PokerGym is an innovative new site that I am going to write a review on very soon. If I haven't written the review yet, why am I mentioning it? Well, because they are going to be writing some guest articles for our little poker site here. The first one is a great math article on calculating your break-even pot size.
I do love my poker math.
I look forward to more articles from them, and so should you.
Had a good weekend of poker out at Canterbury Park. The Mid-States Poker Tour was in town, and though I'm not bankrolled for the $1,100 Main Event, I played a $250 satellite and won a ticket. Should have made some side bets after my last performance out there--I'm sure I could have gotten some action on last longers. Sold my ticket for over a thousand bucks then turned a $10 in free play into $75 real dollars.
A good day.
The next day I played limit holdem while I waited for my name to drawn from the birthday box to win $100 or $500. My name never came up (dang!) but the session was profitable and I took some bonus money off the books as well.
Played a long and frustrating cash session last night. It was limit, as well, so instead of the quick-fire death of a no limit session, it was more akin to being eaten alive by a duck. The beats just piled on top of each other until I was near to expecting to see the 83s my opponent had called four bets preflop with hit two pair at the river. But I continued to play well and never hit my stop-loss, so I just kept playing till I had to get home and take the kids to school.
I don't recommend long sessions to try to get even when losing. But I use a hard stop-loss to take some of the guesswork out of whether or not I'm still playing well. Here's an article on stop-losses and how to use them to limit losses and lock in gains.
I've been rereading my copy of Winning Poker Tournaments One Hand at a Time. I tell you, those boys can play some poker. It got me thinking about all the poker books I own. I tried to figure out which ones are the best, then decided to pare it down a little. And since I was reading a tournament book, I decided I'd rate my top five tournament books. So, here's my list.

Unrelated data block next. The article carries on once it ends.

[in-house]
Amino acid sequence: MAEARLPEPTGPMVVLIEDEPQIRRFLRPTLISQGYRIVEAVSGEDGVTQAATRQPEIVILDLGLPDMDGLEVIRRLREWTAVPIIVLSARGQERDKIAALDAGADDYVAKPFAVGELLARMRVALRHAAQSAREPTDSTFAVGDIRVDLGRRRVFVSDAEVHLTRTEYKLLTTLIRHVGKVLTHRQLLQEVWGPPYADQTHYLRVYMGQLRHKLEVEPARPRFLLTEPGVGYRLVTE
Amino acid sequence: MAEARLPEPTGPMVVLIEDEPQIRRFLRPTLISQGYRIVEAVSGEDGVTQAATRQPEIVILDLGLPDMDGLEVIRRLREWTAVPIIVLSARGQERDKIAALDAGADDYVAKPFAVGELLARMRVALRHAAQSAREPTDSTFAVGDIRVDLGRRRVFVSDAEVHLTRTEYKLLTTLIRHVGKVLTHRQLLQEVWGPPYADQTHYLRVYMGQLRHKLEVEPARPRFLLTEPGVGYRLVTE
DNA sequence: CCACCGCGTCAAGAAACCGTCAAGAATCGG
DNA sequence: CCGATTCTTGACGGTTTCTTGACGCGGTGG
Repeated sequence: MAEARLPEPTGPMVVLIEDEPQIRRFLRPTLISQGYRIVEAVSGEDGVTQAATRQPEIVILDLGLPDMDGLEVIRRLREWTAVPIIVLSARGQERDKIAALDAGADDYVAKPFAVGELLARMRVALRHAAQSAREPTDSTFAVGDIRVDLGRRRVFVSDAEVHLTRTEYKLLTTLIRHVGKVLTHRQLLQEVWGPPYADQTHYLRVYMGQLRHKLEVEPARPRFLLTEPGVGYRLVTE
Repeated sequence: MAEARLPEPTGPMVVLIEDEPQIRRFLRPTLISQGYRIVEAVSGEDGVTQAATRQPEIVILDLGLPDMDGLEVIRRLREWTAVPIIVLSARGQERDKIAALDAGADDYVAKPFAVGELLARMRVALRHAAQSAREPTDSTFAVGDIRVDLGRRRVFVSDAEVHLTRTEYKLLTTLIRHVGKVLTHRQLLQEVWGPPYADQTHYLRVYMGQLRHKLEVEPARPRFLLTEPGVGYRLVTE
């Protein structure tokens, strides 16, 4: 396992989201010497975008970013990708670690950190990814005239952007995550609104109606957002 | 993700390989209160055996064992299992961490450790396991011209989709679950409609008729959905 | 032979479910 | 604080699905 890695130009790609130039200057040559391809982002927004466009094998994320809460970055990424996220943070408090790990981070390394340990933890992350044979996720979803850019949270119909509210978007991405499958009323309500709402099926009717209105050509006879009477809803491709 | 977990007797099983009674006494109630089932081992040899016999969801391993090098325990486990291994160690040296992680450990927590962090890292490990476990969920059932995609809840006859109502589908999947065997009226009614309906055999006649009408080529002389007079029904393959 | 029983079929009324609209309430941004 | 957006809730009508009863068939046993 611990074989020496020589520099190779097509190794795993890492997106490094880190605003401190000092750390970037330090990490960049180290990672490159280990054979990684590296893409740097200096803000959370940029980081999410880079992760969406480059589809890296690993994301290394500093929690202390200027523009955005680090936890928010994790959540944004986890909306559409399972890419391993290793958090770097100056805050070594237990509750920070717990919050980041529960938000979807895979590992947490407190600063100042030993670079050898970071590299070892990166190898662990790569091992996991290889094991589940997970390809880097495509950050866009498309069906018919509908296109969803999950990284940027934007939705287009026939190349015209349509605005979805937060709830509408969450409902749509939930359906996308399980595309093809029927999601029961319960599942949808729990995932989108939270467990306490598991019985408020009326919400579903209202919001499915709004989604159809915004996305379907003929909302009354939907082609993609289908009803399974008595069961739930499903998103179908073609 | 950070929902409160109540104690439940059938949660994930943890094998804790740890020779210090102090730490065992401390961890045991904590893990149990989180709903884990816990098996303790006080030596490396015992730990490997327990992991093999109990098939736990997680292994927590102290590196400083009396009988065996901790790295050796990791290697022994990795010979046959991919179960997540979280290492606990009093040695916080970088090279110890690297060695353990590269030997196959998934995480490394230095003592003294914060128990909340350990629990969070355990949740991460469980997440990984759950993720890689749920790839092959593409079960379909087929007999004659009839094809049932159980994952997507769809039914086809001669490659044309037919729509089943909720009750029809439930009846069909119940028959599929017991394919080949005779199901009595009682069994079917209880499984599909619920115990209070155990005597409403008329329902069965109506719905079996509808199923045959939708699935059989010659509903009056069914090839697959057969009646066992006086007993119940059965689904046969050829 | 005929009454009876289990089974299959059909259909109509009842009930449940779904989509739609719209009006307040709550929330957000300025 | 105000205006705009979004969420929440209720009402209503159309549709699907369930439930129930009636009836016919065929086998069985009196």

Sadly, record-keeping is an essential part of improving as a poker player. I've written a quick guide to putting a spreadsheet together to track your poker results.
Poker is hard enough when you know the math. If you don't know the math you're at a huge disadvantage. Read this article and get to know your basic Holdem odds.
Cashing in a tournament isn't the only way to make money off your tournament play. Here's an article on making money from last long bets.
One advantage I often have in tournaments is that after 11 or 12 hours of play, I am still fairly fresh. I know I have won some tournaments simply because I was still making good decisions at the end while my opponents were making poor ones due to being tired, bored, or drunk. Here's an article on how I prepare to keep myself alert all day for days on end.
Just back from Reno where I played once again in the Atlantis All In Series. I love this tournament: professional staff and amateur players. Didn't have as a good a run this time as my last trip, managed only one min-cash and one bubble deal, but still made money with comps and side action. Here's my report on the All In Series.
I've been out to Vegas a lot. Not nearly as much as I'd like to, of course, but really, who has. I've stayed in a lot of places out there, on a variety of budgets, and talked to friends who have stayed at places I haven't. I've compiled a list of what I believe are the best places to stay in Vegas for the WSOP, organized by things like Best Cash Action and Best Hotel Rooms and the like. Take a peek if you're planning a trip out west this Series.